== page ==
CALIFORNIA: Amid pressure from the state’s oil industry, California lawmakers drop a plan to cut the state’s gasoline consumption 50 percent by 2030. (Los Angeles Times)

• Exelon will continue to pursue legislation guaranteeing revenue for its Illinois nuclear plants, despite results from a recent capacity auction that will ensure their operation through mid-2019. (Midwest Energy News)
• A Department of Energy team has begun crafting strategies for reaching out to communities that might accept and store nuclear waste. (Greenwire)

POLICY: Opponents of a 2007 North Carolina law that mandates 6% of electricity sold must come from renewable sources are making a last-minute push to freeze it at that level. (Associated Press)

CLEAN POWER PLAN: A federal appeals court declined requests late Wednesday by West Virginia and other states to block the Obama administration’s landmark climate rule for power plants. (The Hill)

COAL: The U.S. Energy Information Administration lowers its coal production forecast to the lowest point since the 1980s. (Bloomberg)

• U.S. solar capacity hits a landmark 20 gigawatts, but an expiring tax credit could slow future growth. (Vox)
• Industry groups continue to pressure Nevada regulators to reject increased fees for solar customers. (Las Vegas Sun)

WIND: Opponents of a Washington state wind farm are challenging the Bonneville Power Administration’s authority to connect it to the grid. (Associated Press)

FRACKING: Showdowns between the shale industry and frustrated landowners in West Virginia are becoming more hostile. (EnergyWire)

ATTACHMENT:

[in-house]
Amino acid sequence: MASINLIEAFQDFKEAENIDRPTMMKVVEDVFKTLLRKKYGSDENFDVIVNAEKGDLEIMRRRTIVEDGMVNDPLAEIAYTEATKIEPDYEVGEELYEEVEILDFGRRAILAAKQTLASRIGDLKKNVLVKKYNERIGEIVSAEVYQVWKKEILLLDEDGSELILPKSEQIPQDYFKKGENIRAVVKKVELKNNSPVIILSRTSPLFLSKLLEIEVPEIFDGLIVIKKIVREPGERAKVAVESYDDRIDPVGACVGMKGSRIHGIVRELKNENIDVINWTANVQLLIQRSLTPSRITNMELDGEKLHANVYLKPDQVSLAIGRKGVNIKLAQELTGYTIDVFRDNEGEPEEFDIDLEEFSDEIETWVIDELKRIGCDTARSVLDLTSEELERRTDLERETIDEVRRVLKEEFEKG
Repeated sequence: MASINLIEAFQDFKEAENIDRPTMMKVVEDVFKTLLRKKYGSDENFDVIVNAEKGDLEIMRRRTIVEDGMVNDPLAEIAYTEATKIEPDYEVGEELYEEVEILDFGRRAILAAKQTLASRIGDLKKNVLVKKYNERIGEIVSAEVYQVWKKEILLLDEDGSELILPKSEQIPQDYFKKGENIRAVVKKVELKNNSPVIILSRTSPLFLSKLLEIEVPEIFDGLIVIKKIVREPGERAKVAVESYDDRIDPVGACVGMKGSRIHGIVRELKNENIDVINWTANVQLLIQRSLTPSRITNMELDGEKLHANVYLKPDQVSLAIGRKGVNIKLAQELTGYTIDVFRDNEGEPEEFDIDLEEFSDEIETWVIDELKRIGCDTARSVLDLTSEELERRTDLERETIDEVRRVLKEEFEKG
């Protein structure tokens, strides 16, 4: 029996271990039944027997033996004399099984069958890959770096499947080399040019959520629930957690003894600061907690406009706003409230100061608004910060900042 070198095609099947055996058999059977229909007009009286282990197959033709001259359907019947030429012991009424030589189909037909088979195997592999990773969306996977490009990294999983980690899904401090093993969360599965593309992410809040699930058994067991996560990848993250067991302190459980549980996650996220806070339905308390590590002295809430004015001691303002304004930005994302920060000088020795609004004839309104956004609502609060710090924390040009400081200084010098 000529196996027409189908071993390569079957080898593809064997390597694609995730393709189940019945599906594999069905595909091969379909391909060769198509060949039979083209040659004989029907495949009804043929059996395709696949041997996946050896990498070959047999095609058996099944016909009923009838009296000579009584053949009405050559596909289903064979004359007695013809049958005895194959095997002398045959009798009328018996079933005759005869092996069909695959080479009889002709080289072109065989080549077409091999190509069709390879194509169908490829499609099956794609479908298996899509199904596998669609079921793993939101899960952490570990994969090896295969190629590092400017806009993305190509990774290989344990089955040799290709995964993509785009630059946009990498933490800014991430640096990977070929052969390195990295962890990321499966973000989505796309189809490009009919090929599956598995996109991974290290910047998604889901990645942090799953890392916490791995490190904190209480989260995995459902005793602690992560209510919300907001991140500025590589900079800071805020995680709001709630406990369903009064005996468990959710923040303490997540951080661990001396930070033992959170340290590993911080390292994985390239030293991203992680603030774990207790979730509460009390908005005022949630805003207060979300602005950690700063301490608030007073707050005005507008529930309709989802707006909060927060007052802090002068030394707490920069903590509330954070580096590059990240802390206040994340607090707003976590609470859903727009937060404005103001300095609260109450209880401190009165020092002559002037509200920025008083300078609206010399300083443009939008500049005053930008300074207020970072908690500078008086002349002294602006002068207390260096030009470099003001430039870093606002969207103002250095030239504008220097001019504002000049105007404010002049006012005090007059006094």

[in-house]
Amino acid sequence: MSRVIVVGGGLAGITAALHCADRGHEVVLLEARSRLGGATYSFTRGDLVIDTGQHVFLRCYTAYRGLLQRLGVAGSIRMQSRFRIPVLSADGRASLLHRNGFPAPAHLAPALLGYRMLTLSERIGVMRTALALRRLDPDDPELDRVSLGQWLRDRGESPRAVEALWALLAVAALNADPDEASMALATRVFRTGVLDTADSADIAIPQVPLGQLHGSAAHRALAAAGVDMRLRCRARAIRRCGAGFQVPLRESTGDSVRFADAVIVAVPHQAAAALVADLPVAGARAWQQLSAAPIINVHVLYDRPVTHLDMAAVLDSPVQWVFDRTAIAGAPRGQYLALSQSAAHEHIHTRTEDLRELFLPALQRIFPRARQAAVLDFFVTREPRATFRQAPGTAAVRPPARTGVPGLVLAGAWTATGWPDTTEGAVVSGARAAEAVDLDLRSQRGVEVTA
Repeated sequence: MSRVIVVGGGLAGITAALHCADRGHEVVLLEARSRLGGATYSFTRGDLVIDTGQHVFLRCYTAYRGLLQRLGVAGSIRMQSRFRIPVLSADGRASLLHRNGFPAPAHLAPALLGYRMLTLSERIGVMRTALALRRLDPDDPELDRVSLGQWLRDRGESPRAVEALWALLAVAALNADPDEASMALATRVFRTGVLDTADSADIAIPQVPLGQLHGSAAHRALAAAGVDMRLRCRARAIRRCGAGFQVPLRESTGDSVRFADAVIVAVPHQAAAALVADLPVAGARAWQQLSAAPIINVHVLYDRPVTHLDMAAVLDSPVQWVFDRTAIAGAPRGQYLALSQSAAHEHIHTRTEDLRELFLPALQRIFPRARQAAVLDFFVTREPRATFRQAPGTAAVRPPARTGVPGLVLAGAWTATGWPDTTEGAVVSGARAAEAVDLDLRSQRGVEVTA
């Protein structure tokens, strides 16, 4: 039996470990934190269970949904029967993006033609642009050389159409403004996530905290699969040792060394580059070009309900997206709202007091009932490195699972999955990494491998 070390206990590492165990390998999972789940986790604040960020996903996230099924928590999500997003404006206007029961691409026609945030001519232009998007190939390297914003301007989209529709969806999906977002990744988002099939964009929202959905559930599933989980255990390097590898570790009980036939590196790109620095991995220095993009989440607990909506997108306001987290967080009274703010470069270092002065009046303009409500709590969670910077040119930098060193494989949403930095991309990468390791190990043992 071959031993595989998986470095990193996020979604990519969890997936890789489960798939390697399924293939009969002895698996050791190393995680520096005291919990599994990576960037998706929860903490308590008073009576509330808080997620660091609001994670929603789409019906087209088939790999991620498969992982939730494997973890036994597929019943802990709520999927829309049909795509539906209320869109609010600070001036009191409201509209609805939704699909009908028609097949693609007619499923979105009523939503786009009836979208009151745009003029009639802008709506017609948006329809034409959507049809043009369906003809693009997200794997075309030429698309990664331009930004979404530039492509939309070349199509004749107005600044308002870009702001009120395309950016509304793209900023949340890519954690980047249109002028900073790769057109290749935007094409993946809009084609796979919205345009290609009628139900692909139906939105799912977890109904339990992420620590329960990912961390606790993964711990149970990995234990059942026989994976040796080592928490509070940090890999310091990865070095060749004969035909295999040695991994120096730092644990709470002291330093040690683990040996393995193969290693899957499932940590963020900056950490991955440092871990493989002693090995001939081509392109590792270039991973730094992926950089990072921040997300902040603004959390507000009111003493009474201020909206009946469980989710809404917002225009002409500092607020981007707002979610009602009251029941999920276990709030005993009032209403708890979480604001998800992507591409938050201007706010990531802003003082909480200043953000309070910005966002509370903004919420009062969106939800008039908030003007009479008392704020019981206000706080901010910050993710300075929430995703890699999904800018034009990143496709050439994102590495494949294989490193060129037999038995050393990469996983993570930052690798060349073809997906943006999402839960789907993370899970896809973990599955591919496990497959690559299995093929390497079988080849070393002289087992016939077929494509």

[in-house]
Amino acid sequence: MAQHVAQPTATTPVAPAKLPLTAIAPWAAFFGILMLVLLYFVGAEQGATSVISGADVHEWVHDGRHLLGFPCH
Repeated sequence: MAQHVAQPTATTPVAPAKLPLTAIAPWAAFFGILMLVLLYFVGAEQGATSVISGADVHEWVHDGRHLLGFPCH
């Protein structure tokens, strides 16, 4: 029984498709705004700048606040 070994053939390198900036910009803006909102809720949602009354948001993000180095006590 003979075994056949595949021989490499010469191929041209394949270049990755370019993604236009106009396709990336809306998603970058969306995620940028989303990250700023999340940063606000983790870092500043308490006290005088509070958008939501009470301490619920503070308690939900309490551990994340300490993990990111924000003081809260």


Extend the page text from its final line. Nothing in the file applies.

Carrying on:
• An analysis of federal data finds new pipelines installed in response to the shale boom are failing at a rate on par with lines installed before the 1940s. (SNL Energy)
Environmentalists and ranchers are teaming up to fight a proposed pipeline in West Texas. (InsideClimate News)
• Citing legal constraints, county officials in Wisconsin are backing off a plan to require Enbridge to set up a cleanup fund in case a spill occurs. (Wisconsin State Journal)
• FERC denies a New York county’s request to view records regarding culturally sensitive sites along a planned pipeline route. (Oneanta Daily Star)

GRID: Microgrid projects in Brooklyn, New York and in a Long Island tourist town aim to improve reliability. (Bloomberg, Huffington Post)

• An environmental group accuses a Utah utility of greenwashing while pushing back against renewable energy. (Ogden Standard Examiner)
• Energy firms in Nebraska push for changes to allow for competition between alternative energy suppliers and public utilities. (Associated Press)

DIVESTMENT: The University of California sells off $200 million in coal and oil sands holdings. (Los Angeles Times)

Utilities aren’t opposing distributed energy because they’re greedy, it’s because their business model was designed for the 20th Century. (Vox)
The Arizona Republic says the extent to which regulators are beholden to the state’s largest utility is “embarrassing” and “insulting.”

Ken is the director of the Energy News Network at Fresh Energy and is a founding editor of both Midwest Energy News and Southeast Energy News. Prior to joining Fresh Energy, he was the managing editor for online news at Minnesota Public Radio. He started his journalism career in 2002 as a copy editor for the Duluth News Tribune before spending five years at the Spokesman-Review in Spokane, Washington, where he worked as a copy editor, online producer, features editor and night city editor. A Nebraska native, Ken has a bachelor's degree from the University of Nebraska-Lincoln and a master's degree from the University of Oregon. He is a member of the Society of Professional Journalists and Investigative Reporters and Editors.

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